Of course, all this doesn’t mean that news organizations don’t have a responsibility to ensure that their own content is accurate, and it doesn’t mean that they should throw in the towel when it comes to correcting others. But it does mean that we know is that the orthodox journalistic approach to correcting misperceptions is ineffective, and we should be looking for a better way to accomplish the task. And if there are any strategies that might help, everyone who produces and consumes serious journalism has an interest in uncovering them. After all, the ability to convey a basic fact is not just about the outcome of any particular policy debate. As Nyhan put it, “It’s a larger question about what’s the actual effect of journalism on readers.”
08:20 AM - August 14, 2009
The Wrong Stuff
What we don’t know about how to correct misinformation
‘See you on the other side’ - Meet Jessica Lum, a terminally ill 25-year-old who chose to spend what little time she had practicing journalism
#Realtalk: This is the best moment to be in journalism - The old stuff isn’t coming back, but that’s okay
Streams of consciousness - Millennials expect a steady diet of quick-hit, social-media-mediated bits and bytes. What does that mean for journalism?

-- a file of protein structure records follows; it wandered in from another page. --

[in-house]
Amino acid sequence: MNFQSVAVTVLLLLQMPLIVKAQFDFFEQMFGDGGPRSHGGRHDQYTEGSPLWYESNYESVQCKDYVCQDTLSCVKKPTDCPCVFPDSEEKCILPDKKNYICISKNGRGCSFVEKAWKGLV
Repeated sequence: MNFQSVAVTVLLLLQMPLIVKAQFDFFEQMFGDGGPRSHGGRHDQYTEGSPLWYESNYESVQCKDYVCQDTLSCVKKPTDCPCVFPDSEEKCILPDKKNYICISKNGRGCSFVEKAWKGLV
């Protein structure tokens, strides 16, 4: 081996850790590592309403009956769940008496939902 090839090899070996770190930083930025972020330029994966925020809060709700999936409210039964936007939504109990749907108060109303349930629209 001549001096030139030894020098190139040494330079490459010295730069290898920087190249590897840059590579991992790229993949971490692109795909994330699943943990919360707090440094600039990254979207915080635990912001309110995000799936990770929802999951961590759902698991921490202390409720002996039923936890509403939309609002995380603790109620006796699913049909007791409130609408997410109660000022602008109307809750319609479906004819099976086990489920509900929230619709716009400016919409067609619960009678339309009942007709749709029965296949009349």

Sticking with the truth - How ‘balanced’ coverage helped sustain the bogus claim that childhood vaccines can cause autism
An ink-stained stretch - Can Aaron Kushner save the Orange County Register—and the newspaper industry?
Inside Google’s secret lab
We might deplore the practice, but posting pictures of our food online is a way to bring everyone to the table
“Every time the restaurant switched up its format, it got plenty of accompanying media coverage that let judges know they needed to return to see what was going on”
David Foster Wallace’s 2005 Kenyon commencement speech as a short film
Who Owns What
A report from the Columbia University Graduate School of Journalism
Questions and exercises for journalism students.